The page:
Edwards, Thomas (1699-1757) (DNB00)
EDWARDS, THOMAS (1699–1757), critic, was born in 1699. His father and grandfather had been barristers, and Edwards, after a private education, was entered at Lincoln's Inn, where he took chambers in 1721. We learn from one of his sonnets upon 'a family picture' that all his four brothers and four sisters died before him. His father dying when he was a young man, he inherited a good estate. He preferred literature to law, and resided chiefly upon his paternal estate at Pitshanger, Middlesex. In 1739 he bought an estate at Turrick, Ellesborough, Buckinghamshire, where he resided from 1740 till his death. He was elected F.S.A. 20 Oct. 1745. Edwards is chiefly known by his controversy with Warburton. A correspondent of the 'Gentleman's Magazine' (lii. 268) states, upon the alleged authority of Edwards himself, that he was educated at Eton, and elected to a fellowship at King's College, Cambridge, and was allowed to retain his fellowsliip after accepting a commission in the army. While a young officer, it is added, he met Warburton at Ralph Allen's house. Prior Park, and confuted him in a question of Greek criticism, showing that Warburton had been misled by trusting to a French translation. As Edwards was only a year younger than Warburton, was never at Eton or King's College, was probably never in the army, and had certainly been a barrister for twenty years when Warburton first made Allen's acquaintance (1741), the story is chiefly apocryphal. Edwards is said to have first attacked Warburton in a 'Letter to the Author of a late Epistolary Dedication addressed to Mr. Warburton,' 1744. In 1747, upon the appearance of Warburton's edition of Shakespeare, Edwards published a 'Supplement,' which reached a third edition in 1748, and was then called 'The Canons of Criticism, and a Glossary, being a Supplement to Mr. Warburton'd edition of Shakspear, collected from the Notes in that celebrated work and proper to be bound up with it. By the other Gentleman of Lincoln's Inn.' The first 'Gentleman of Lincoln's Inn' was Philip Carteret Webb, who published a pamphlet under that name in 1742. The 'Canons of Criticism' reached a sixth edition in 1768 and a seventh edition in 1705. It professes to carry out a plan which Warburton, as he says in his preface, had once contemplated, of giving explicitly his 'Canons of Criticism.' It is a very brilliant exposure of Warburton's grotesque audacities. Johnson, who had a kindness for Warburton, admits that Edwards made some good hits, but compares him to a fly stinging 'a stately horse' (Croxer, Boswell, ii. 10). Edwards's assault was 'allowed (as Warton says) by all impartial critics to have been decisive and judicious.' Warburton retorted by a note in a fresh edition of the 'Dunciad,' which greatly annoyed Edwards, who took it for an attack upon his gentility, and replied indignantly in a preface to later editions. Warburton disavowed this meaning, but in very offensive terms, in further notes (Pope, Works, 1751, i. 188, v. 288, notes to Essay on Criticism and Dunciad), Other opponents of Warburton naturally sympathised with Edwards, and Akenside addressed an ode to him upon the occasion.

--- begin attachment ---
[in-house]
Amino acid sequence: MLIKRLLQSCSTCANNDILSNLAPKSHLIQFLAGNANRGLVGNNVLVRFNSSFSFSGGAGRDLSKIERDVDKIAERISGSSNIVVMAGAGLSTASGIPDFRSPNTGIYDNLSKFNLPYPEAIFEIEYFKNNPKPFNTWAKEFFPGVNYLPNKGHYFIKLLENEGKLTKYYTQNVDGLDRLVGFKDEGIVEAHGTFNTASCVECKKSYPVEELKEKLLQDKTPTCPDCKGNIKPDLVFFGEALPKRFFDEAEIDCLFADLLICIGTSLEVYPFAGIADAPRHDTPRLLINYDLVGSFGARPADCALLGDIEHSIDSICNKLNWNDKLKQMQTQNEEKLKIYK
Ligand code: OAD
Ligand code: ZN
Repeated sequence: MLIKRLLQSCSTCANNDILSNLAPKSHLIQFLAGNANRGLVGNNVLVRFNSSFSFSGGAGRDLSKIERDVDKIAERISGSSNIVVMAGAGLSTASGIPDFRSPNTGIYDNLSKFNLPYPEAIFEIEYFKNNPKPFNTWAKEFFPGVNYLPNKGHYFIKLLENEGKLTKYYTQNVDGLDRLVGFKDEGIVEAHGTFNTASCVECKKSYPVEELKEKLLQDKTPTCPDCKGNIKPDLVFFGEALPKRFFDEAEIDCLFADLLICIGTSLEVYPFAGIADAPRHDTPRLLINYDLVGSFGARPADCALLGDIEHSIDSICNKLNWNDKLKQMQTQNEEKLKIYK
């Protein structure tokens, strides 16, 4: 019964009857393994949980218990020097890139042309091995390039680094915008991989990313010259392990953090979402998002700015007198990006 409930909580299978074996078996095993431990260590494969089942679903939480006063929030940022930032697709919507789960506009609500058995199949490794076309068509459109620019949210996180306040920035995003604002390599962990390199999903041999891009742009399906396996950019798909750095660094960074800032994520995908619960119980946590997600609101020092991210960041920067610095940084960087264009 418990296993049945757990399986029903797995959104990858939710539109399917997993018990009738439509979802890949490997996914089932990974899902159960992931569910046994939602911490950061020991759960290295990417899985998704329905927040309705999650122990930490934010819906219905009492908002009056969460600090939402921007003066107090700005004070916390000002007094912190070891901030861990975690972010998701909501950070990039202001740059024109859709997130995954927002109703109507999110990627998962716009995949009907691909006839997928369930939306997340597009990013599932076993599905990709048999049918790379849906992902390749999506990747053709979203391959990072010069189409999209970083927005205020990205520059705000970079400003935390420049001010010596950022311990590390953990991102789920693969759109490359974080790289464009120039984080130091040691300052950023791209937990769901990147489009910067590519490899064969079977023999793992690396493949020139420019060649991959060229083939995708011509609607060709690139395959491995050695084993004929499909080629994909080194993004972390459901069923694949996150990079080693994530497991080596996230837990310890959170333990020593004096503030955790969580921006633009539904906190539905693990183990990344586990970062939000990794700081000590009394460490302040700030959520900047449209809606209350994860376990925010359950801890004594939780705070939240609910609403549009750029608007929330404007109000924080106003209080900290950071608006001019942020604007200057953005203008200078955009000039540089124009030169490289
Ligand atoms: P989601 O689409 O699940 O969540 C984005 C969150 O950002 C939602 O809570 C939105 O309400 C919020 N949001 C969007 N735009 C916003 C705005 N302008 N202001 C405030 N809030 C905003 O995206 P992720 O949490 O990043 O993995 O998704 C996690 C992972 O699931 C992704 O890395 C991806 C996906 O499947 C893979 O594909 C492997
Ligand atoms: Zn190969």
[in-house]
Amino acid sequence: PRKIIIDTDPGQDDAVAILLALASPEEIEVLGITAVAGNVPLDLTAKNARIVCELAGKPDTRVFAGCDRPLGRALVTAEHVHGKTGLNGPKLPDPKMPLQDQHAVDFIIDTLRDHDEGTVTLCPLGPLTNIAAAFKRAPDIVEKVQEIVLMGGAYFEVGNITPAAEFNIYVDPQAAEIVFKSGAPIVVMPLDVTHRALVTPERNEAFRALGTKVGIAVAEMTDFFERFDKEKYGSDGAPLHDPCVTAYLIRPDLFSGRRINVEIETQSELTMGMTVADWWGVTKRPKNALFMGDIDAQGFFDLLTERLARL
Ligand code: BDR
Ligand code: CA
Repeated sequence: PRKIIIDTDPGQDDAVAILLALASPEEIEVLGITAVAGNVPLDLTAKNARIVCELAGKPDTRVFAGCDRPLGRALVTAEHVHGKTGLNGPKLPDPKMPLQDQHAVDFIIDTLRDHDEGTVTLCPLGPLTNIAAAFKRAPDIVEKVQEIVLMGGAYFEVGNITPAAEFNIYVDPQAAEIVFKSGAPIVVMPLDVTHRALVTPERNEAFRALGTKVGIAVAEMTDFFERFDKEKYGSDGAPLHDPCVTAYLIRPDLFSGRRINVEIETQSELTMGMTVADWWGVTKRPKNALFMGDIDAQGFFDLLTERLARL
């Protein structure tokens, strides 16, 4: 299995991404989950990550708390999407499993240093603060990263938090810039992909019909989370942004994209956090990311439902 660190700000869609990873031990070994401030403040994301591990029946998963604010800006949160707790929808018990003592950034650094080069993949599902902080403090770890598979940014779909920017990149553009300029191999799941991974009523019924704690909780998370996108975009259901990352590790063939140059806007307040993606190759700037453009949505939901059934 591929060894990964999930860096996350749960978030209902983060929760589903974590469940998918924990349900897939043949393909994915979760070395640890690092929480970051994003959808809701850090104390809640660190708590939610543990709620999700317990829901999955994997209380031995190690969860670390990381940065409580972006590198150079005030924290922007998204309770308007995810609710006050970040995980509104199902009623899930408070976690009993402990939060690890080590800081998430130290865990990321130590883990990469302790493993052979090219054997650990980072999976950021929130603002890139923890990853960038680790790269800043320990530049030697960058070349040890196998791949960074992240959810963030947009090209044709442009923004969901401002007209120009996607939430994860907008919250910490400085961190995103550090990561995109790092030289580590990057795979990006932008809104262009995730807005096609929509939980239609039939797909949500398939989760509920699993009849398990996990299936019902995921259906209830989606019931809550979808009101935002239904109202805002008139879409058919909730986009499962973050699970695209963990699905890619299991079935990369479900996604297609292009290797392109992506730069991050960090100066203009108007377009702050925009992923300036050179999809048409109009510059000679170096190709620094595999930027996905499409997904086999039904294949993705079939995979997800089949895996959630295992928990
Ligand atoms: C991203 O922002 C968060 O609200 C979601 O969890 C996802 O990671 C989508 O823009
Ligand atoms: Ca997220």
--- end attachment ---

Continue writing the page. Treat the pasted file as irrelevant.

Edwards was a writer of sonnets, of which about fifty are collected in the last editions of the 'Canons of Criticism,' many from Dodsley's and Pearch's collections. They are of very moderate excellence, but interesting as being upon the Miltonic model, and attempts at a form of poetry which was then entirely neglected. One of them is an answer to an ode from the 'sweet linnet,' Mrs. Chapone. Most of the others are complimentary addresses to his acquaintance. Edwards had a large number of literary friends, with whom he kept up a correspondence. Among them were R. O. Cambridge, Thomas Birch, Isaac Hawkins Browne, Arthur and George Onslow, Daniel Wray, and Samuel Richardson. Many of his letters are printed in the third volume of Richardson's correspondence. Six volumes of copies of his letters now in the Bodleian Library include these, with unpublished letters to Richardson, Wilkes, and others. Richard Roderick, F.R.S. and F.S.A., of Queens' College, Cambridge, was another intimate friend, who helped him in the 'Canons of Criticism.' Edwards died 3 Jan. 1757 while visiting Richardson at Parson's Green. He was buried in Ellesborough churchyard, where there is an epitaph by his 'two nephews and heirs, Joseph Paice and Nathaniel Mason.' To the 'Canons of Criticism' (1758) is annexed an 'Account of the Trial of the letter y, alias Y.' He also wrote a tract, published after his death, called 'Free and Candid Thoughts on the Doctrine of Predestination,' 1761. It 'contained nothing new.'[Notice prefixed to Canons of Criticism, 1758; Biog. Brit.; Richardson's Correspondence (1804), iii. 1-139; Letters in Bodleian; Watson's Warburton, pp. 322-35; Nichols's Anecdotes, ii. 198-200, ix. 623; Nichols's lllustr. iv. 531-2.]